Wednesday, August 15, 2012

Jonah and the Hognose Snake

This story was just sent by Master Naturalist Caryn Fox.  The story in italics is in her own words and the pictures are from her Iphone.

Caryn:  "I'm involved with several rescue organizations for abandoned and stray pets.  Yesterday I had a rescue of a different sort to share on our blog. This time, I was hiking my trail with my trusty dogs when I came across a very small hognose snake in the middle of the path."

The Eastern hognosed snake is a beauty, and is harmless to larger mammals such as dogs and their bipedal masters.  They defend themselves by hissing loudly and spreading their necks out like a cobra.  They will strike, usually without biting, essentially head-butting the source of danger.  This cobra imitation is useful to fool those of us who have seen Indiana Jones or read Jungle Book, but presumably also has some survival benefit when faced by a curious dog or hungry fox.

Caryn: "My dogs, being very stealthy and all, were about to step on the poor snake, so I moved it out of the path. What happened next wouldn't be believable, except I saw it with my OWN eyes! The little snake flipped over to play dead, and promptly regurgitated its recent meal, a little frog."  

Up comes a frog
Now playing dead is nothing new for an Eastern hognosed snake- in fact they are rather famous for this trait.  Flipping on their backs they let loose a foul odor from their cloacas (a single opening for the urinary, genital and intestinal tract) and may let their tongues hang out of their mouths.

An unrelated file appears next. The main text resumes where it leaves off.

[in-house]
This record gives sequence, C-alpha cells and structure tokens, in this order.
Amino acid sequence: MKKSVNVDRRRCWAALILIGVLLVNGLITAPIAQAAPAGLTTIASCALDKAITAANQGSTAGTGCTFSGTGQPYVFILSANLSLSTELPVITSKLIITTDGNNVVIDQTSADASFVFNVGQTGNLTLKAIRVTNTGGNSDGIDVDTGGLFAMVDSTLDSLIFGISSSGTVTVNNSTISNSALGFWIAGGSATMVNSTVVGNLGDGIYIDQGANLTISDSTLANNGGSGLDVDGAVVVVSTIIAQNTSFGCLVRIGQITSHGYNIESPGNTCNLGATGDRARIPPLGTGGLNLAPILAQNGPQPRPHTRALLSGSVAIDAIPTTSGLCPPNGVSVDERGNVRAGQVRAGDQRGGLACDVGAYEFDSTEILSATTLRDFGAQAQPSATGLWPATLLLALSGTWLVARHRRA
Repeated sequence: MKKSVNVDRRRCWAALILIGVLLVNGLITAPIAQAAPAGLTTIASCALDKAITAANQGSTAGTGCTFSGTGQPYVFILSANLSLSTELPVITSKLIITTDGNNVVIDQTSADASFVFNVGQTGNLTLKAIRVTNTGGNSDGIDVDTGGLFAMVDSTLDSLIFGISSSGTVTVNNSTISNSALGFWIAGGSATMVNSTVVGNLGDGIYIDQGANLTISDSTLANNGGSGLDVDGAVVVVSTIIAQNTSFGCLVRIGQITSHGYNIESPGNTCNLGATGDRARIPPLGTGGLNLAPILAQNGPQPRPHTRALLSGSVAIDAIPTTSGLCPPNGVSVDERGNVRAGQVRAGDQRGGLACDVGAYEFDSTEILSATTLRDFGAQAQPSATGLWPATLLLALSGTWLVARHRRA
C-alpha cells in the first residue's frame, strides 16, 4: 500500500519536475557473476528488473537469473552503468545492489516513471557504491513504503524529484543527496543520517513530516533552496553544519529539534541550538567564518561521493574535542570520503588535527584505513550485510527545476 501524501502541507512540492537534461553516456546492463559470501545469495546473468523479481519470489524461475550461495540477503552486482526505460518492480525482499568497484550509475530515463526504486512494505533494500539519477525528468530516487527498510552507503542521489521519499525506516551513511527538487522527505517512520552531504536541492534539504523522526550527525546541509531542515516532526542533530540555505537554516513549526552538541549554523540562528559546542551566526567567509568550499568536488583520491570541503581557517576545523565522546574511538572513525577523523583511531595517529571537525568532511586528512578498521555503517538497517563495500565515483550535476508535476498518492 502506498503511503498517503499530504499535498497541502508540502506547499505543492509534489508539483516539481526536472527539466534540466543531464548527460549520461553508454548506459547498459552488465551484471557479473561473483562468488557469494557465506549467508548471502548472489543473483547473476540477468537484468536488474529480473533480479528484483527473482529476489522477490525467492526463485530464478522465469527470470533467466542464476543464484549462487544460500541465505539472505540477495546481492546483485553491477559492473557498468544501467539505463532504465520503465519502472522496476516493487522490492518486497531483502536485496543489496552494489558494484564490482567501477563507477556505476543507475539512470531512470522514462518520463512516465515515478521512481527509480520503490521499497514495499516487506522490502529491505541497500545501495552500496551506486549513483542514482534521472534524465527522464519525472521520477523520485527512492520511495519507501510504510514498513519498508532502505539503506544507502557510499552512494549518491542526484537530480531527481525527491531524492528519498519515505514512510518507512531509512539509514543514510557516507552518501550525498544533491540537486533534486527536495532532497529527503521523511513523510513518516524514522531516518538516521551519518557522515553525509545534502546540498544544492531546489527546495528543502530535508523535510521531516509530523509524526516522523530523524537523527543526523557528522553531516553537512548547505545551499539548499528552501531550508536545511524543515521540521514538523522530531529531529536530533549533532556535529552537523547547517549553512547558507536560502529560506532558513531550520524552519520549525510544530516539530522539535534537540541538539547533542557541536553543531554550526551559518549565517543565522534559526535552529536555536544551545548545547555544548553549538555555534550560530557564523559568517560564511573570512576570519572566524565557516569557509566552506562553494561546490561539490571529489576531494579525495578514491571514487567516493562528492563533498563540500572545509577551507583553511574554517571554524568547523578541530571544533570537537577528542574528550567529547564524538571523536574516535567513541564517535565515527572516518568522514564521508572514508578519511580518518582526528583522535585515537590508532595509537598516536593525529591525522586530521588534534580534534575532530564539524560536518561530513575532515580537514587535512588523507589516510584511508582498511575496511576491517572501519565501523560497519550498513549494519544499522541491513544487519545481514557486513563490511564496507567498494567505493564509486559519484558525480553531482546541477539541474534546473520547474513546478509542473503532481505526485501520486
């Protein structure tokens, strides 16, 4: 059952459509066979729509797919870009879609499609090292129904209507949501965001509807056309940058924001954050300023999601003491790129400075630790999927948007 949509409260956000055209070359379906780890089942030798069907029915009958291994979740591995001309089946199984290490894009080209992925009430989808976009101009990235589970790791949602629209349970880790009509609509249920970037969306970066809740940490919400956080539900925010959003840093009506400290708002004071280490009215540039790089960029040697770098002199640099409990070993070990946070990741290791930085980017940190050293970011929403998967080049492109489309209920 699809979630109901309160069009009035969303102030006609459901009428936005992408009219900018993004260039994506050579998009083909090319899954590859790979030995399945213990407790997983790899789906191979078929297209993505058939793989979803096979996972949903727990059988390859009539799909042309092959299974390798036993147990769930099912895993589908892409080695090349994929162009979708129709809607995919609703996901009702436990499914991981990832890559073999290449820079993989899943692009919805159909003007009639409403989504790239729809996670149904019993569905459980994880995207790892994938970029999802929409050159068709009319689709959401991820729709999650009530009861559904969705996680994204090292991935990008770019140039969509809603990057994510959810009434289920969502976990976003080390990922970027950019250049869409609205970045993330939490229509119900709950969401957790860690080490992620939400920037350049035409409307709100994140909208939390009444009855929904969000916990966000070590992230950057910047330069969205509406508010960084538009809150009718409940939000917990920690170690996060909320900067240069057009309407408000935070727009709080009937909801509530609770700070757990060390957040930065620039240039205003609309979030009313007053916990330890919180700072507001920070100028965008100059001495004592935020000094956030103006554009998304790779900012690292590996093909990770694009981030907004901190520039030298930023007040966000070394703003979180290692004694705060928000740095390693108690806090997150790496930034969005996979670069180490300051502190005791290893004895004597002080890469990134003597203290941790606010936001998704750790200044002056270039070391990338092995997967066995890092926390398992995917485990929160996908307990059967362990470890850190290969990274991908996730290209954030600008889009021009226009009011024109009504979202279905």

Amphibians make up a major part of the hognosed snake's diet.  They are immune to the toxins that toads produce.  They also have enlarged teeth in the rear of their mouths which will deflate a puffed up toad.  They actually will develop liver problems if they are fed only rodents.

Now here is where it gets a little weird.  The frog- let's just call him Jonah... well here is the rest of her story.
Frog on left- first breaths?

Caryn: "Upon closer inspection I noticed the frog was still breathing.  While the snake was still on its back the little frog revived and started to move."

A frog can stay under water for some time without suffocating.  As long as its skin remains moist it can extract oxygen from the water.  Presumably this frog hadn't been inside very long.  I put this question to Dr. Stan Trauth* who responded:
"The snake's stomach acids combined with the lack of oxygen would have killed the toad (or frog) rather quickly.  What she witnessed was pretty typical behavior for a hognose snake after it has been disturbed following a recent meal."
Amphibian- 1   Reptile- 0
Caryn:  "As the snake righted itself, the little frog hopped away (I helped it orient toward the woods so it wouldn't also get stepped on). Imagine the snake's surprise when it realized its meal was gone! Now that's a rescue of a different sort!" 

Actually I believe that should count as two rescues and one resuscitation. And the moral of the story for the frog?  Be careful where you hop or you may jump to your own conclusion.

Not a Hognose
 *  Dr. Stanley Trauth, Arkansas State University.  There are good pictures of the "cobra posture" at Herps of Arkansas.

No comments:

Post a Comment